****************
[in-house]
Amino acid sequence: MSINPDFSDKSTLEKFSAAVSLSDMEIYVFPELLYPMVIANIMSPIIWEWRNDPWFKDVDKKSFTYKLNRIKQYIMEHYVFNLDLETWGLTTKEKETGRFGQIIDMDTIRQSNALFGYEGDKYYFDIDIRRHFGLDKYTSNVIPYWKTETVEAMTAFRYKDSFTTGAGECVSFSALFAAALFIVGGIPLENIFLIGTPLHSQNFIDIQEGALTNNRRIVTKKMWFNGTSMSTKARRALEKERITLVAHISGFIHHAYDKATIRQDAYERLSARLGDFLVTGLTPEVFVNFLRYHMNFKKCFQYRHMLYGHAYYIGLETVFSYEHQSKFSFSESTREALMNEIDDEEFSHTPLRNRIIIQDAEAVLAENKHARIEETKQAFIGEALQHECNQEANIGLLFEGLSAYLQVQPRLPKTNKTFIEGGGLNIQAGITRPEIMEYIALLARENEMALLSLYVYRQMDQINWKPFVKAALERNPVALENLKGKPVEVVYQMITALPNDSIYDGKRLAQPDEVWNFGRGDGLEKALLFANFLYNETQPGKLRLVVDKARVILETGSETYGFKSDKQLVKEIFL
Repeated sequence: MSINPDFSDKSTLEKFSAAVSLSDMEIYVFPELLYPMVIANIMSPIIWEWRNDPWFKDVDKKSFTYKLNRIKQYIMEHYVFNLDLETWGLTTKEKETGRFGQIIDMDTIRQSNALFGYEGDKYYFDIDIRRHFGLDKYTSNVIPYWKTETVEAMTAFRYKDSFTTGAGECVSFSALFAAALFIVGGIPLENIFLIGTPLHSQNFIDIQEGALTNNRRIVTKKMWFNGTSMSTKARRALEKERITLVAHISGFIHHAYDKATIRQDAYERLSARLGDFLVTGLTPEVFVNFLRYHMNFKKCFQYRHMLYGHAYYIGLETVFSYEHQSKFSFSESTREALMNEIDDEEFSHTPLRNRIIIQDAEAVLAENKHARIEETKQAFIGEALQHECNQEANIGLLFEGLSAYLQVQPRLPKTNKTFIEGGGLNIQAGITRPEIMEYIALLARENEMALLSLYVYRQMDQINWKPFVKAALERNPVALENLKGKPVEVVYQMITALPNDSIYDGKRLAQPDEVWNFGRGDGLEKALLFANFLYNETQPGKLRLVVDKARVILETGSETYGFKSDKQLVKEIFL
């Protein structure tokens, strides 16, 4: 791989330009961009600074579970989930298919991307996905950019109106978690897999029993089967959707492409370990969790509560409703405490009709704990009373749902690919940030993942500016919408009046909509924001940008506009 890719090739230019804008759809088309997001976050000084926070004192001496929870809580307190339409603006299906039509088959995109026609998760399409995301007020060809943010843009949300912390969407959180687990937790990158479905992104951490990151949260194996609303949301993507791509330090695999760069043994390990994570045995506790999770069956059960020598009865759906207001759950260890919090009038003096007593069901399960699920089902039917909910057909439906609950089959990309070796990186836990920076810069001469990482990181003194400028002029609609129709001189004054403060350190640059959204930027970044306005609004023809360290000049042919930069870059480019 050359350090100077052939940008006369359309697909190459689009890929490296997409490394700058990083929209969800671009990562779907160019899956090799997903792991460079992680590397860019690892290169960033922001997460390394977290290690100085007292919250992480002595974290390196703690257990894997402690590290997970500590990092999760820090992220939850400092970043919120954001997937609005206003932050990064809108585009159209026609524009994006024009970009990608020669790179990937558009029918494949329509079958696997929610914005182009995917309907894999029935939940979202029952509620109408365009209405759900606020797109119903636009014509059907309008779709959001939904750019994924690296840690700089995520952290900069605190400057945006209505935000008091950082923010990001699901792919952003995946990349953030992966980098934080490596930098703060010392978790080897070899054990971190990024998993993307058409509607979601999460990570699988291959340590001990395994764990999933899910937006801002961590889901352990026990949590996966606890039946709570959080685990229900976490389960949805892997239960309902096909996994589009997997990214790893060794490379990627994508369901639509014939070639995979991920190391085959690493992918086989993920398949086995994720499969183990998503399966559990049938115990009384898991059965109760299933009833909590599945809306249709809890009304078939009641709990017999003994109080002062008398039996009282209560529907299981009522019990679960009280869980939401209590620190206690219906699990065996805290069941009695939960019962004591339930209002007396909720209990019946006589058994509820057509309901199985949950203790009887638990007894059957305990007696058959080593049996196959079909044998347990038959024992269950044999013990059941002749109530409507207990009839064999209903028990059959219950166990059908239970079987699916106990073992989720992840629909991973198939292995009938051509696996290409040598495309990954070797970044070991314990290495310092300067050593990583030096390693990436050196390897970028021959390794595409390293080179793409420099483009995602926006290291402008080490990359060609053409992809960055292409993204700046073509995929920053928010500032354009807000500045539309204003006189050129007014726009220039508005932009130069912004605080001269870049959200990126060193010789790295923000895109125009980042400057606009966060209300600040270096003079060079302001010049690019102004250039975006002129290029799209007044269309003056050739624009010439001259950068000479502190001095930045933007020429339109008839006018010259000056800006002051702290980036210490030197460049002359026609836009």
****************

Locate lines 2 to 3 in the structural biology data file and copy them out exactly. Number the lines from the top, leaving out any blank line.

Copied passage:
Amino acid sequence: MSINPDFSDKSTLEKFSAAVSLSDMEIYVFPELLYPMVIANIMSPIIWEWRNDPWFKDVDKKSFTYKLNRIKQYIMEHYVFNLDLETWGLTTKEKETGRFGQIIDMDTIRQSNALFGYEGDKYYFDIDIRRHFGLDKYTSNVIPYWKTETVEAMTAFRYKDSFTTGAGECVSFSALFAAALFIVGGIPLENIFLIGTPLHSQNFIDIQEGALTNNRRIVTKKMWFNGTSMSTKARRALEKERITLVAHISGFIHHAYDKATIRQDAYERLSARLGDFLVTGLTPEVFVNFLRYHMNFKKCFQYRHMLYGHAYYIGLETVFSYEHQSKFSFSESTREALMNEIDDEEFSHTPLRNRIIIQDAEAVLAENKHARIEETKQAFIGEALQHECNQEANIGLLFEGLSAYLQVQPRLPKTNKTFIEGGGLNIQAGITRPEIMEYIALLARENEMALLSLYVYRQMDQINWKPFVKAALERNPVALENLKGKPVEVVYQMITALPNDSIYDGKRLAQPDEVWNFGRGDGLEKALLFANFLYNETQPGKLRLVVDKARVILETGSETYGFKSDKQLVKEIFL
Repeated sequence: MSINPDFSDKSTLEKFSAAVSLSDMEIYVFPELLYPMVIANIMSPIIWEWRNDPWFKDVDKKSFTYKLNRIKQYIMEHYVFNLDLETWGLTTKEKETGRFGQIIDMDTIRQSNALFGYEGDKYYFDIDIRRHFGLDKYTSNVIPYWKTETVEAMTAFRYKDSFTTGAGECVSFSALFAAALFIVGGIPLENIFLIGTPLHSQNFIDIQEGALTNNRRIVTKKMWFNGTSMSTKARRALEKERITLVAHISGFIHHAYDKATIRQDAYERLSARLGDFLVTGLTPEVFVNFLRYHMNFKKCFQYRHMLYGHAYYIGLETVFSYEHQSKFSFSESTREALMNEIDDEEFSHTPLRNRIIIQDAEAVLAENKHARIEETKQAFIGEALQHECNQEANIGLLFEGLSAYLQVQPRLPKTNKTFIEGGGLNIQAGITRPEIMEYIALLARENEMALLSLYVYRQMDQINWKPFVKAALERNPVALENLKGKPVEVVYQMITALPNDSIYDGKRLAQPDEVWNFGRGDGLEKALLFANFLYNETQPGKLRLVVDKARVILETGSETYGFKSDKQLVKEIFL